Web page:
To learn more, please visit the microclimate and logging sites section for this region.
Both regions are very remote, sparsely populated and hard-to-reach, but it is exactly these forests that are the most vulnerable to careless foresting practices.
The Krasnoyarsk region stretches from north to south more than 3,400 kilometres and from west to east from 450 to 1,500 kilometres. Such distances exclude climate monotony. In the Minusinsk Basin summer lasts five months of the year, in the north of Taimyr – the summer is only two months long. The Krasnoyarsk region climate is harsh and very continental. This difference can be seen between winter and summer months between day and night temperatures. In the hottest month of the year, for one and a half week temperature may reach 35 °C during the day, but each morning it could be as low as 17 °C. Loss of heat by the soil in the summer months, especially on clear days and nights, is very large.
The Irkutsk region’s weather is very much the same as in Krasnoyarsk, however the more mountainous regions of the Irkutsk region feature greater variation in temperatures and in that respect can be rightfully defined as having harsher micro-climates. The Irkutsk region itself has a sharply continental climate. The average cold season temperature range from -12 °C to -20 °C, and the warm from 16 °C to 20 °C. The region’s area is 774 846 km².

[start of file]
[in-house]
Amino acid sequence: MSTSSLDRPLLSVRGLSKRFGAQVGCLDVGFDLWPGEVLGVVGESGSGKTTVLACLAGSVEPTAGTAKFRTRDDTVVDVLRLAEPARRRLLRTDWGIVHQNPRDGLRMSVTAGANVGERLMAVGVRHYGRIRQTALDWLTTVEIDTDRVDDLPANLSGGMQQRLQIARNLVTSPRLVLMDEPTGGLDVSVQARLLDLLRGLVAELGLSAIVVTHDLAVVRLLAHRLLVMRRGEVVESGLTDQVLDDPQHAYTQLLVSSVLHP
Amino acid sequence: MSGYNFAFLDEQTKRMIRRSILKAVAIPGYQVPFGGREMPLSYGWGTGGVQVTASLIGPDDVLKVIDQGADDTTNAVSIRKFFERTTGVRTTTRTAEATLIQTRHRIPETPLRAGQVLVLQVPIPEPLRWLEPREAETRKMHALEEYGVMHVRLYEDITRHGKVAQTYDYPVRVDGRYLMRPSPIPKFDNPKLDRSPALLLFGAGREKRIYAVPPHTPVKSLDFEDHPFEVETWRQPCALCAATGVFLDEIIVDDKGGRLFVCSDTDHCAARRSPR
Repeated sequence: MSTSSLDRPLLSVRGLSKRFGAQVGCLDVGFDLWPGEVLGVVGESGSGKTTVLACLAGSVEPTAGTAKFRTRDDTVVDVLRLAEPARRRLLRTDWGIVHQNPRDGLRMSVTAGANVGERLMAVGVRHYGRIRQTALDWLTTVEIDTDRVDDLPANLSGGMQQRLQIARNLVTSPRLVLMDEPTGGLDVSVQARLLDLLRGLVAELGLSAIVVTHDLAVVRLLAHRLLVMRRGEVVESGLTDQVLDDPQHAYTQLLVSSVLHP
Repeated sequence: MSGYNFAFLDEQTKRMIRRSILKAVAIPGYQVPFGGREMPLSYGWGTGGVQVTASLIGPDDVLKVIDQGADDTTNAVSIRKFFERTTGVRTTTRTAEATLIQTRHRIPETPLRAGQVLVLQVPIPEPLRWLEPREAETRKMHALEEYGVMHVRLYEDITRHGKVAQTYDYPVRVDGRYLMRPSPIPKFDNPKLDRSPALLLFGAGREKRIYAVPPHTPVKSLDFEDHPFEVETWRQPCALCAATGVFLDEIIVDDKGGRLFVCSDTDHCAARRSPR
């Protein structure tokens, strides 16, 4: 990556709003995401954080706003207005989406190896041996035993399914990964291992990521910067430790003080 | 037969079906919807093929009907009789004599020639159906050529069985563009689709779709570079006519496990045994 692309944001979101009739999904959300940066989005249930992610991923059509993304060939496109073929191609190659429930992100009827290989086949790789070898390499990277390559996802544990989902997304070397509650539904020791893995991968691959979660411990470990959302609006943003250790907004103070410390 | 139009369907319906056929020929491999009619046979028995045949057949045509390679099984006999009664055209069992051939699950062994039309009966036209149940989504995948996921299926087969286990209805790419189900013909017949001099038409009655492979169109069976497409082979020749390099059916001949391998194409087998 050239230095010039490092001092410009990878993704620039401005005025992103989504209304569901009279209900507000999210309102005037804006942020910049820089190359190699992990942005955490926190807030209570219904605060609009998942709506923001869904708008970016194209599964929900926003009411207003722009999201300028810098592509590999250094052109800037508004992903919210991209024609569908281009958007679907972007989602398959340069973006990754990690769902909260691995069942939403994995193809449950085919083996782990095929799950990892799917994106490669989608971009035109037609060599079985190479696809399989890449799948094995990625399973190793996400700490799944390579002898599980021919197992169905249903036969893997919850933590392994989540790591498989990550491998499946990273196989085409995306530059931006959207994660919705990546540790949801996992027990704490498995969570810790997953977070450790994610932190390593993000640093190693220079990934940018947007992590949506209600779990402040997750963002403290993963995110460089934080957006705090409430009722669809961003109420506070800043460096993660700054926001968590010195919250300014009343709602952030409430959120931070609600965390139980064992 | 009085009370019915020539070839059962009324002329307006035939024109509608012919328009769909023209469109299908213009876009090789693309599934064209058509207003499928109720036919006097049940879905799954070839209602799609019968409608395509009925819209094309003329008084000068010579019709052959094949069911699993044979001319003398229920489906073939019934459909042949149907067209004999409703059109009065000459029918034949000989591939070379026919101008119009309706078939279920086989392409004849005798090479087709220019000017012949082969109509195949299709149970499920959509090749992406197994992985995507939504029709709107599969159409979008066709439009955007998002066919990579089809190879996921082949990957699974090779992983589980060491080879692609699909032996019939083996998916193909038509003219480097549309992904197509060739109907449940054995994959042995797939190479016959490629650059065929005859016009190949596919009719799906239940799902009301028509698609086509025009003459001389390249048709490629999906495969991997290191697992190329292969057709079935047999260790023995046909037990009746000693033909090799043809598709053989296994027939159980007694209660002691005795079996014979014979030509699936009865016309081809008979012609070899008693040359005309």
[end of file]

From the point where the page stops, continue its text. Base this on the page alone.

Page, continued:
To begin with we would like to stress out that we have two main species of trees that we source from Siberia, these are:
Siberian Larch and Siberian Cedar.
Albeit both species in the centre of Central Siberia grow together, our company sources cedar forests and larch forests separate from each other. This is done for various environmental and forest management techniques’ reasons. Although the overall approach to logging sites for these two species is the same, the taking care of cutting areas as well as of the demands of each species differ rather much.
Our Siberian Cedar and Siberian Larch originate from a truly majestic area where the river Angara takes its origins. Curiously Siberian Cedar is also known as Angara Pine. The Angara is a river in the East Siberia, 1779 km long and is the largest right tributary of the Yenisei River, the only river flowing out of Lake Baikal. It flows through the territory of the Irkutsk region and the Krasnoyarsk region.
The forests sourced by Aurelius Trading surround the city of Bratsk. It is not just one forest, we source numerous logging sites that spread across different landscapes of the area. We sincerely hope that our reader has already acquainted himself with our article about Siberian Cedar, but even if not, the story that unfolds is one about taking care of one of the truly majestic trees in the land that is home to many myths and magic.
The methods of harvesting In Siberia are slightly different in nature then the the ones used in Western Russia. The forest area is natural and vast, with the population density being low, and infrastructure availability being rather scarce.